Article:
Dressed to Kill (1980) also screenplay

Blow Out (1981) also screenplay

Scarface (1983)

Dancing in the Dark (1984) Bruce Springsteen music clip

Body Double
(1984) also producer, story, co-writer

Wise Guys (1986)

The Untouchables (1987)

Casualties of War (1989)

The Bonfire of the Vanities (1990) also producer

Dionysus in '69

Raising Cain (1992) also screenplay

Carlito’s Way (1993)

Mission: Impossible (1996)

Snake Eyes (1998) also producer, story

Mission to Mars (2000)

Femme Fatale (2002) also screenplay

Toyer (2004) tentative

OTHER CREDITS

Rotwang Must Go! (Hans-Christoph Blumenberg, 1994) actor (The Famous American Movie Director)

Bibliography

Michael Bliss, Brian De Palma (Filmmakers, No. 6), Scarecrow Press, June 1983

Laurent Bouzereau, The De Palma Cut: The Films of America’s Most Controversial Director, Dembner Books, November 1988

Susan Dworkin, Double De Palma: A Film Study With Brian De Palma, Newmarket Press, November 1984

Leonardo Gandini, Brian De Palma, Gremese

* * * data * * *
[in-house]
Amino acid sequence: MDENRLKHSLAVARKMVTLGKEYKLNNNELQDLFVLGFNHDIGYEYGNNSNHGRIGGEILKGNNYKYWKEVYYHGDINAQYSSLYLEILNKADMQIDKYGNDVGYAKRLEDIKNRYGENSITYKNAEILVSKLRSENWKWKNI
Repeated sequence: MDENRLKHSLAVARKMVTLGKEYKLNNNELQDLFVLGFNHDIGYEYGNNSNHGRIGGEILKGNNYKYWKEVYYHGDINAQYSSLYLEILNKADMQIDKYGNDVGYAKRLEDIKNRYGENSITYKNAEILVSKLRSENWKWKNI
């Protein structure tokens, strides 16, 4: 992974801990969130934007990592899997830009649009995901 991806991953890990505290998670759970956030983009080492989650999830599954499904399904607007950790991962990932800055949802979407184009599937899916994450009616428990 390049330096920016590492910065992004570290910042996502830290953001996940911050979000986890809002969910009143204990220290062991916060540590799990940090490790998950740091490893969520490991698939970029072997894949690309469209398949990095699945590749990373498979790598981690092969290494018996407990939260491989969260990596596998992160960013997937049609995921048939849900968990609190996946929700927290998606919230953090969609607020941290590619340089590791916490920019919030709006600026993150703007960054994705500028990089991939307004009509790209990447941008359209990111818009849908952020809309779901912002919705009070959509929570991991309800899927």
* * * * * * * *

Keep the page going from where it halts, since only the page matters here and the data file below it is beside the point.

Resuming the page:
Laurence F. Knapp, (ed.), Brian De Palma: Interviews (Conversations With Filmmakers Series), University Press of Mississippi, January 2003

Dominique Legrand, Brian De Palma, le rebelle manipulateur, Editions du Cerf. 1995

Kenneth MacKinnon, Misogyny in the Movies: The De Palma Question, University of Delaware Press, April 1990

Julie Salamon, The Devil’s Candy: The Bonfire of the Vanities Goes Hollywood, Delta, November 1992

Articles in Senses of Cinema

Myth and Magic in De Palma’s Carrie by Dmetri Kakmi

A Revelation: Carlito’s Way compiled by Fiona A. Villella

The Key to De Palma’s Raising Cain by Dmetri Kakmi

Web Resources

Directed by Brian De Palma
Probably the best website for all things De Palma. It includes interviews, behind-the-scenes articles, and a posting forum where fans can engage in lively discussion. Run by Bill Fentum.

De Palma a la Mod
A regularly updated news and fan site run by Geoff Beran.

Le Paradis de Brian De Palma
A bilingual (French/English) treasure trove of De Palma information, run by Carl Rodrigue and Tony Suppa.

Brian De Palma e i suoi FILM

A dedicated site in Italian containing many images, run by Andrea Carpentieri.

Brian De Palma’s Split World
Another bilingual site (Italian/English) run by Giuseppe Puccio.

Brian De Palma Le Virtuose du 7ème Art
A French De Palma site run by Romain Desbiens.

Click here to search for Brian De Palma DVDs, videos and books at

Endnotes

  1. Laurent Bouzereau, The De Palma Cut, Dembner Books, November 1988, p. 17